Birmingham shows off sporting venues as it officially launches 2026 Commonwealth Games bid

Council leader John Clancy said hosting the Games would deliver positive economic impact to the city and wider area

Venues such as Villa Park, the Alexander Stadium and the NEC Arena could host Commonwealth Games events, if Birmingham wins its bid to organise the 2026 event. 

The ‘second city’ has officially entered the race to host the Games in a decade’s time, and will now commission a feasibility study to work out the detail of staging such a high profile event. 

Birmingham City Council, the Greater Birmingham and Solihull LEP, the West Midlands Combined Authority and Midlands Engine have supported the bid. 

It is estimated that the Commonwealth Games would generate “in excess of £390m (US$505.2m, €452m) in gross value added” for the local economy. 

John Clancy, leader of Birmingham City Council, said Birmingham was a “fantastic sporting city”, and the bid team is likely to put the vast number of venues at the forefront of any bid. 

Facilities in the local area include Edgbaston Cricket Ground, the Genting Arena, the Barclaycard Arena and St Andrew’s Football Club.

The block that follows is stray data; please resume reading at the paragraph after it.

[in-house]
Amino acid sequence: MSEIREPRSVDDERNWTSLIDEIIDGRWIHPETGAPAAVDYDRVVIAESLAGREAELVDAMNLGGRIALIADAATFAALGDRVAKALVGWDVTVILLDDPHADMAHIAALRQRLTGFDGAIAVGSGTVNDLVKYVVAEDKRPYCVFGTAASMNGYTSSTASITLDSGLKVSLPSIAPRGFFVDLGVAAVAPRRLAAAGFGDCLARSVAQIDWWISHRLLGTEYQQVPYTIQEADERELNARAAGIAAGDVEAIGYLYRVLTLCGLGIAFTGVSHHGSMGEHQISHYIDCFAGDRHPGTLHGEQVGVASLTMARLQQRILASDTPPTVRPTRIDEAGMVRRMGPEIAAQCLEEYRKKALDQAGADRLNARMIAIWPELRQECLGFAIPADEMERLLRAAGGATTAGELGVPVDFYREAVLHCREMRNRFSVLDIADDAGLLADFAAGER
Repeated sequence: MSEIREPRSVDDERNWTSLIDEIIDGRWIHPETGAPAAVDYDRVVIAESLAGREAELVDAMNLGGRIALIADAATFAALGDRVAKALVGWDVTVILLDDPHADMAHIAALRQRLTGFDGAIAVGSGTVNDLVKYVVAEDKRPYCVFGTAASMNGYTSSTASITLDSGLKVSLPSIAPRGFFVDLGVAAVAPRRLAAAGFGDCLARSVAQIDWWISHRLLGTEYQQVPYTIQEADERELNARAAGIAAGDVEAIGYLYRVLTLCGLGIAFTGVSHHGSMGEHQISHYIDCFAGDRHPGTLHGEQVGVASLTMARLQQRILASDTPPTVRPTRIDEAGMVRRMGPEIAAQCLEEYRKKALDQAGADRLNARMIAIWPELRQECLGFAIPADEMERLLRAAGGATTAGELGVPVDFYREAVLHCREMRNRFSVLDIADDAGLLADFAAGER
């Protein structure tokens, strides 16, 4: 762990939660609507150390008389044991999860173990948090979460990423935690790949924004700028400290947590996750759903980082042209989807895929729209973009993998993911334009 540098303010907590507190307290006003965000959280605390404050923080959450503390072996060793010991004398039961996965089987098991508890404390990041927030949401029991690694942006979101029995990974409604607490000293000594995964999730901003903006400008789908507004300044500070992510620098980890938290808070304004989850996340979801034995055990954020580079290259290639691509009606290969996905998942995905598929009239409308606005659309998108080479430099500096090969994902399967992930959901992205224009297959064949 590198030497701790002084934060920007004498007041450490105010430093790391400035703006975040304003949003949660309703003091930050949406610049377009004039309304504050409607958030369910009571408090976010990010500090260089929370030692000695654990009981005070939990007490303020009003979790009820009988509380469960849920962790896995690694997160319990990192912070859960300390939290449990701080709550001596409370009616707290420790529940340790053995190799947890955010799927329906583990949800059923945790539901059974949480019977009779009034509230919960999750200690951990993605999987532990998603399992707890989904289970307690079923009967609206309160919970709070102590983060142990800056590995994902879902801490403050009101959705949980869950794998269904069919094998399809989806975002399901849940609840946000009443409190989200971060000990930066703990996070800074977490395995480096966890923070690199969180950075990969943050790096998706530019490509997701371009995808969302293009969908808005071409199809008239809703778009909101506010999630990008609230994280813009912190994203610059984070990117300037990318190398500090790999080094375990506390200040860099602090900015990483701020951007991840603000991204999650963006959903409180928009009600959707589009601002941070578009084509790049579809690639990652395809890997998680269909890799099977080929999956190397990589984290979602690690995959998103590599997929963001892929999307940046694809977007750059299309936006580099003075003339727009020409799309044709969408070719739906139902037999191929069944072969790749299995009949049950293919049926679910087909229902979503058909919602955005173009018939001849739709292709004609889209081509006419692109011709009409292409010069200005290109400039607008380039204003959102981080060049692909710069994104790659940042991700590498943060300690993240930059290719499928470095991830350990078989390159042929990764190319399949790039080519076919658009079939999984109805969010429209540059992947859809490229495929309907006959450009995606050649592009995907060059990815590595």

Closeby Coventry also has the Ricoh Arena, which has hosted rugby, football, netball, darts and weightlifting. 

Clancy added: “In addition to the huge economic impact, these events showcase the very best of our city and wider region to the world.” 

According to the council, planning for the Games would boost the city’s transport and housing plans, while thousands of jobs are expected to be created. 

Birmingham is the second English city to bid for the Games after Liverpool revealed its own campaign earlier this year. Mayor Joe Anderson has already hired a firm to carry out its own feasibility study. The government will decide which city – if any – will be chosen to host the Games. 

Port Moresby in Papua New Guinea and Edmonton in Canada are the other two cities to confirm official bids thus far. 

Manchester was the last English city to host the Games in 2002.

First published on 30 September 2016, written by Matthew Campelli